- Conducting regular reviews of the security of the product; or
- Enforcing a policy on disclosure of breaches
- Surveillance and enforcement of rules and requirements which includes preventing the sale or banning of products with known vulnerabilities
Those who fail to comply face minimal financial penalties of €5M or 1% of the previous year’s worldwide annual revenue. These can scale up to a maximum of €15M or 2.5% of the previous year’s worldwide annual revenue.
UK: Electric Vehicle Regulations & Data Security
On 30 June 2022, the Electric Vehicles (Smart Charge Points) Regulations took effect in the UK. These are applicable to public EV charge points, but privately owned EV chargers in homes and office spaces as well.
The provisions state that all EV charge points must be enabled with “smart” functionality, requiring them to:
- Measure, record and transmit electricity usage for energy suppliers and users;
- Giving users the option to charge their EVs at off-peak times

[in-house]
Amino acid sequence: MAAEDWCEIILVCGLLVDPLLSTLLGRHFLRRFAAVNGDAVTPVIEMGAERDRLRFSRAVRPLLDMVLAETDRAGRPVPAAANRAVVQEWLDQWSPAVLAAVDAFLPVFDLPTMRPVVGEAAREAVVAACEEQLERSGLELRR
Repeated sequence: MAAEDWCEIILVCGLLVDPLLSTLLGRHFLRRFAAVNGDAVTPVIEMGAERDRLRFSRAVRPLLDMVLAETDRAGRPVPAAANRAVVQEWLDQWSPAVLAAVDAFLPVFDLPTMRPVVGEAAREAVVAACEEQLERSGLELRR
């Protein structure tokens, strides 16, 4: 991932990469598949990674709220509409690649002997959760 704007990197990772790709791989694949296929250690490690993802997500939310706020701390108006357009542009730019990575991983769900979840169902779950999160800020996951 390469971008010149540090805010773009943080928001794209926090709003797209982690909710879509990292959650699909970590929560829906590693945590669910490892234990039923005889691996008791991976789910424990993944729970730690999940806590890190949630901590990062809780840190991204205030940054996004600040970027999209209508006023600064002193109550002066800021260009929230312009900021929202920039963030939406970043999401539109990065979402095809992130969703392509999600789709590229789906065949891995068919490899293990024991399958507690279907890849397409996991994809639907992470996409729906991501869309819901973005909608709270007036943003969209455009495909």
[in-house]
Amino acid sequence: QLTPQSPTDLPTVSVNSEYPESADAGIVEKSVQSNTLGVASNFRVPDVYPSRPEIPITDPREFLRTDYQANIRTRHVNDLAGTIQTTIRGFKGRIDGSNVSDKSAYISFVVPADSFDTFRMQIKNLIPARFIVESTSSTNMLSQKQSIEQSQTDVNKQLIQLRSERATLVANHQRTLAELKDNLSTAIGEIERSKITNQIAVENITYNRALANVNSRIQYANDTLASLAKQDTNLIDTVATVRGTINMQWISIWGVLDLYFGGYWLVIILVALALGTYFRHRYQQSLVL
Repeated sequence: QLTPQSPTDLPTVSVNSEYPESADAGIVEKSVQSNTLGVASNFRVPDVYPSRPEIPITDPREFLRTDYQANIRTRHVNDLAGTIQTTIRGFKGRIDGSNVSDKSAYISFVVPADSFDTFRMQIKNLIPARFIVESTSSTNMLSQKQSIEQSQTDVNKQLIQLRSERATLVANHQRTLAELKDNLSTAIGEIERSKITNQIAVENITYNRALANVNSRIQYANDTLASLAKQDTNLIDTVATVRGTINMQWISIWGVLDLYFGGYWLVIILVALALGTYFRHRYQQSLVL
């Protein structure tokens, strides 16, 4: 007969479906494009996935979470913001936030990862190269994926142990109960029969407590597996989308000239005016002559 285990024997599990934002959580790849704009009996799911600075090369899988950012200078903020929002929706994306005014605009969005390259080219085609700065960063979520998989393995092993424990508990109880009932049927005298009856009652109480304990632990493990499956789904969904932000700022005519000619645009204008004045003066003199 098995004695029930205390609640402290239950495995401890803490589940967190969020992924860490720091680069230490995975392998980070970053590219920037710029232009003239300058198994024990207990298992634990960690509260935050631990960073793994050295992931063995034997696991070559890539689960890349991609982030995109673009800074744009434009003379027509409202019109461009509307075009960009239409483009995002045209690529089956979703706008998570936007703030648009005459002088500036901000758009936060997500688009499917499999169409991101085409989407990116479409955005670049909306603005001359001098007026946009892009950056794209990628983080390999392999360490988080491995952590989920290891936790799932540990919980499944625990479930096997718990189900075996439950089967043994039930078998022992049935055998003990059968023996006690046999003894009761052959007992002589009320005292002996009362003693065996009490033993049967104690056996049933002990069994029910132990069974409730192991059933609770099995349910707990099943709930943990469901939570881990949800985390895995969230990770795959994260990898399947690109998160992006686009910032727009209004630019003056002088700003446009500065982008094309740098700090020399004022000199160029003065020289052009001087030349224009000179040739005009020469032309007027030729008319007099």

- Remotely operate charge points; and
- Ensure supplier interoperability for charging points to work with any electricity supplier
Any EV charge points installed or sold from 30 December 2022 must adhere to these standards:
- Charger specific unique passwords and credential management;
- Cryptographic measures and updates to protect against potential cyberattacks;
- Encrypted communications between chargers and servers; and
- Secure software updates and patches, including timestamped security logs to detect intrusions and notify charger owner
These industry specific regulations complement the existing Product Security and Telecommunications Infrastructure (PTSI) bill which sets similar provisions for digital consumer products sold and operated in the UK.